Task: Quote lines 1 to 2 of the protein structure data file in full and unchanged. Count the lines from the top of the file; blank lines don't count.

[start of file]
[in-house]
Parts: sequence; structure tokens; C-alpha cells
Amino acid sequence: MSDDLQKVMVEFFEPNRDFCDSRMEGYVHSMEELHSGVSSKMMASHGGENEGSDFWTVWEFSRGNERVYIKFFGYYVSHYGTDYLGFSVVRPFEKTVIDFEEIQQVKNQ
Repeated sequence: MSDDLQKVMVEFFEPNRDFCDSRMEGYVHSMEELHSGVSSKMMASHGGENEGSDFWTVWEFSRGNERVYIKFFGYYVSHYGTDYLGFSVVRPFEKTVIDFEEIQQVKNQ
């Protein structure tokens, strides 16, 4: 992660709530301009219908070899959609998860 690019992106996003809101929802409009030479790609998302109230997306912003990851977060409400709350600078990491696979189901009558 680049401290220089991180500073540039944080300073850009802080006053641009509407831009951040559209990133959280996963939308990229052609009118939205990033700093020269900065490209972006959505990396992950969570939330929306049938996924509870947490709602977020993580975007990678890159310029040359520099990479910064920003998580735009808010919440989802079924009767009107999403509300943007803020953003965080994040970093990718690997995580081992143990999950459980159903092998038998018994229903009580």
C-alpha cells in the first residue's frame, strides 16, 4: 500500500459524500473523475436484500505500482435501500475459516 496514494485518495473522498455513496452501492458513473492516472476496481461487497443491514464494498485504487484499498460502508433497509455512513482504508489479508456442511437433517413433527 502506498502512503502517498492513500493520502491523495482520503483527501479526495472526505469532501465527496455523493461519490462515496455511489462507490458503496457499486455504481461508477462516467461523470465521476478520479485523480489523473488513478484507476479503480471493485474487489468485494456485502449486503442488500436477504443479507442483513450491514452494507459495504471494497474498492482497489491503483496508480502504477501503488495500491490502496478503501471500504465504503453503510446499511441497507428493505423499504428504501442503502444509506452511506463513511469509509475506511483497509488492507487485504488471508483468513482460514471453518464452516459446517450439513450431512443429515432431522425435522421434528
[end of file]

[in-house]
Parts: sequence; structure tokens; C-alpha cells